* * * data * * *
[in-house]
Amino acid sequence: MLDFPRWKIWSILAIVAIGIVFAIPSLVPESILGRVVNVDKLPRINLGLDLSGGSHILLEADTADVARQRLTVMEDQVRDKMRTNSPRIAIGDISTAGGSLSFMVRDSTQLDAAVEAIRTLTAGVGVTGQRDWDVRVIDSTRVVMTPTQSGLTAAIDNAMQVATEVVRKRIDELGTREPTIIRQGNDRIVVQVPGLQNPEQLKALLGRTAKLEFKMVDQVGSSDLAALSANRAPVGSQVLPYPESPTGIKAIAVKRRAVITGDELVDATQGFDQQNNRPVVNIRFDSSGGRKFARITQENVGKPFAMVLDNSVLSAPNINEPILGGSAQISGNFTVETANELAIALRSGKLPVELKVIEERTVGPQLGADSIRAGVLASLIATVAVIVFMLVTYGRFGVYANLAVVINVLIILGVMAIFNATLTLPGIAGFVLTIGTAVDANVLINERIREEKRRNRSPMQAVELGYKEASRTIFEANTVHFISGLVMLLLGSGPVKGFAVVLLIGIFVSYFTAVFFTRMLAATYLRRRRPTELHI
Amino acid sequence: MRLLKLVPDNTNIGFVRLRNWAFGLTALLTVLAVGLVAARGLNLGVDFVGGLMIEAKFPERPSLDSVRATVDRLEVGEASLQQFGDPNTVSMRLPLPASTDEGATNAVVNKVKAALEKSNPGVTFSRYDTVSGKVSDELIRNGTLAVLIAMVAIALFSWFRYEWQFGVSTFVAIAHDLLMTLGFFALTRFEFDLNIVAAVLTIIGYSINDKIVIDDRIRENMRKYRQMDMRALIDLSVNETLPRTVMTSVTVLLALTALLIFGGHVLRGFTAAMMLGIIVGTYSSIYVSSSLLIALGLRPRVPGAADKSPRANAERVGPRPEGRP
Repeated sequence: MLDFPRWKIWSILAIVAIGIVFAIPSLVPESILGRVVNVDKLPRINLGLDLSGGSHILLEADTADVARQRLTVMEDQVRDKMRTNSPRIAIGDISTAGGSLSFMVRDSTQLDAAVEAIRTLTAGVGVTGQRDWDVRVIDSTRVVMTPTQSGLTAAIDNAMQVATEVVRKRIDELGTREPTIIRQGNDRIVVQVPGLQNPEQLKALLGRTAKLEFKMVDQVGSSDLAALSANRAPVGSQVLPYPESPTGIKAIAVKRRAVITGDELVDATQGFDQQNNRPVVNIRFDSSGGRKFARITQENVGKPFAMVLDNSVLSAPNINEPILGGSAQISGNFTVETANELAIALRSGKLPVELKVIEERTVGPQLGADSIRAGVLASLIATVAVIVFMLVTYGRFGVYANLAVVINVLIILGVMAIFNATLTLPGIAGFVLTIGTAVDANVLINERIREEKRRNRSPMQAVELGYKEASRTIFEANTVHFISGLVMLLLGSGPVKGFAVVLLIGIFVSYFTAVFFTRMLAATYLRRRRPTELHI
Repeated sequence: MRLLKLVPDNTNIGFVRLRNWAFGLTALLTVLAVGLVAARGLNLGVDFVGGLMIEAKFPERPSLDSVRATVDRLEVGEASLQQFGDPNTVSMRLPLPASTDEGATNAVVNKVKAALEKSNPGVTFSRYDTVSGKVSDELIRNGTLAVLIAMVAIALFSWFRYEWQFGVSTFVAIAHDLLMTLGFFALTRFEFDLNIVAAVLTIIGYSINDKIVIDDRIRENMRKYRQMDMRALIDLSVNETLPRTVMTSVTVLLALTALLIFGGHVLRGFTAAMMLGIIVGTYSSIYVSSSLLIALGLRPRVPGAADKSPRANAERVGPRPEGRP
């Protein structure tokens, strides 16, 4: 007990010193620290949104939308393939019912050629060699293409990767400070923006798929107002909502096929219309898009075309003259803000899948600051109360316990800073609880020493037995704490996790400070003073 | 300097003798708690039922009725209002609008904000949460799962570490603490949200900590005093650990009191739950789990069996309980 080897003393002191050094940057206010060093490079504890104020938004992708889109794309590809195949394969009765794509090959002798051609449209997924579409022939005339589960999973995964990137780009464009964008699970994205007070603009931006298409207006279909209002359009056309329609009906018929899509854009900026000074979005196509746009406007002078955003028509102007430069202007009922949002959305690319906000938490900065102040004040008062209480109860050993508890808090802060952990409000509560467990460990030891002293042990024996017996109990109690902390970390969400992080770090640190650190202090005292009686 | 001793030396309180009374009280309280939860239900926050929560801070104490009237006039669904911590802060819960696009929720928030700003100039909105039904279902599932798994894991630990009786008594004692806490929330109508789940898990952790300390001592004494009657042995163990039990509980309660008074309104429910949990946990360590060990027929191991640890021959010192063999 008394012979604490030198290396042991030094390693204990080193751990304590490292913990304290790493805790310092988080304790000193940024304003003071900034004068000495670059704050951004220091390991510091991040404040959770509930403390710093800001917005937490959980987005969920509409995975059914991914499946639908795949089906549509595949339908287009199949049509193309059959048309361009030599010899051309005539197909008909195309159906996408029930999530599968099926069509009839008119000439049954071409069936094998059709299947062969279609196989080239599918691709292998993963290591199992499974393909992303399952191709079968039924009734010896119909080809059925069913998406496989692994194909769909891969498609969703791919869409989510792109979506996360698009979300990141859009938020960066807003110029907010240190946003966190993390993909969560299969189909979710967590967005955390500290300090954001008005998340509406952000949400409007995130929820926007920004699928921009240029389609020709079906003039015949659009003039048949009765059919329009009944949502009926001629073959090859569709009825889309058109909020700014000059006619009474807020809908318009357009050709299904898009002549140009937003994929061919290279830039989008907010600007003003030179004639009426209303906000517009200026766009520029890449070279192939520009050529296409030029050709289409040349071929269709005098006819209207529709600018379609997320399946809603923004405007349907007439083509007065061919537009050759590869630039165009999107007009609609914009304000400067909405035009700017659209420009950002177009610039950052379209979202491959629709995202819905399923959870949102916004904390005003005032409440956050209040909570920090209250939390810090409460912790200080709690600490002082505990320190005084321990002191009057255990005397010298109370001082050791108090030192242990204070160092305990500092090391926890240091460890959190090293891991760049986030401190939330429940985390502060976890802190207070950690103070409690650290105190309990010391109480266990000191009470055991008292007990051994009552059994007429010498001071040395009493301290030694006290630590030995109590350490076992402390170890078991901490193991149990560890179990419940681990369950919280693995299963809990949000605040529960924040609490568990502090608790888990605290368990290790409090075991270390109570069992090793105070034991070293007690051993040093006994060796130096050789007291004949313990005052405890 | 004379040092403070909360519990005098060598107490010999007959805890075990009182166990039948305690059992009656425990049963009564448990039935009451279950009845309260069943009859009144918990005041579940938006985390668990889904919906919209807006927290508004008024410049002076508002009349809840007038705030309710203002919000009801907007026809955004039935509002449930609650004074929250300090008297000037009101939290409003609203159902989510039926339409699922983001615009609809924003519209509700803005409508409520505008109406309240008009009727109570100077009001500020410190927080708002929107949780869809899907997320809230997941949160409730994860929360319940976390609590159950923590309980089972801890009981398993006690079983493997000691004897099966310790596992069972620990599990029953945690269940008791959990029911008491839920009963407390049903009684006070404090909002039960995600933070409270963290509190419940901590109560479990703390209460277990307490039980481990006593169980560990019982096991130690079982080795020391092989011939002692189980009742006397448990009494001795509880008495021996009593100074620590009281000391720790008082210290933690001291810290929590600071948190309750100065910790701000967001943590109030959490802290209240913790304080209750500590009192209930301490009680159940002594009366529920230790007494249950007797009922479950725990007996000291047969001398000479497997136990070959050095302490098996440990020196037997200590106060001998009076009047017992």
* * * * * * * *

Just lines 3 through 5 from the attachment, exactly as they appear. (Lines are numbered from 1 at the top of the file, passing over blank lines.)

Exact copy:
Amino acid sequence: MRLLKLVPDNTNIGFVRLRNWAFGLTALLTVLAVGLVAARGLNLGVDFVGGLMIEAKFPERPSLDSVRATVDRLEVGEASLQQFGDPNTVSMRLPLPASTDEGATNAVVNKVKAALEKSNPGVTFSRYDTVSGKVSDELIRNGTLAVLIAMVAIALFSWFRYEWQFGVSTFVAIAHDLLMTLGFFALTRFEFDLNIVAAVLTIIGYSINDKIVIDDRIRENMRKYRQMDMRALIDLSVNETLPRTVMTSVTVLLALTALLIFGGHVLRGFTAAMMLGIIVGTYSSIYVSSSLLIALGLRPRVPGAADKSPRANAERVGPRPEGRP
Repeated sequence: MLDFPRWKIWSILAIVAIGIVFAIPSLVPESILGRVVNVDKLPRINLGLDLSGGSHILLEADTADVARQRLTVMEDQVRDKMRTNSPRIAIGDISTAGGSLSFMVRDSTQLDAAVEAIRTLTAGVGVTGQRDWDVRVIDSTRVVMTPTQSGLTAAIDNAMQVATEVVRKRIDELGTREPTIIRQGNDRIVVQVPGLQNPEQLKALLGRTAKLEFKMVDQVGSSDLAALSANRAPVGSQVLPYPESPTGIKAIAVKRRAVITGDELVDATQGFDQQNNRPVVNIRFDSSGGRKFARITQENVGKPFAMVLDNSVLSAPNINEPILGGSAQISGNFTVETANELAIALRSGKLPVELKVIEERTVGPQLGADSIRAGVLASLIATVAVIVFMLVTYGRFGVYANLAVVINVLIILGVMAIFNATLTLPGIAGFVLTIGTAVDANVLINERIREEKRRNRSPMQAVELGYKEASRTIFEANTVHFISGLVMLLLGSGPVKGFAVVLLIGIFVSYFTAVFFTRMLAATYLRRRRPTELHI
Repeated sequence: MRLLKLVPDNTNIGFVRLRNWAFGLTALLTVLAVGLVAARGLNLGVDFVGGLMIEAKFPERPSLDSVRATVDRLEVGEASLQQFGDPNTVSMRLPLPASTDEGATNAVVNKVKAALEKSNPGVTFSRYDTVSGKVSDELIRNGTLAVLIAMVAIALFSWFRYEWQFGVSTFVAIAHDLLMTLGFFALTRFEFDLNIVAAVLTIIGYSINDKIVIDDRIRENMRKYRQMDMRALIDLSVNETLPRTVMTSVTVLLALTALLIFGGHVLRGFTAAMMLGIIVGTYSSIYVSSSLLIALGLRPRVPGAADKSPRANAERVGPRPEGRP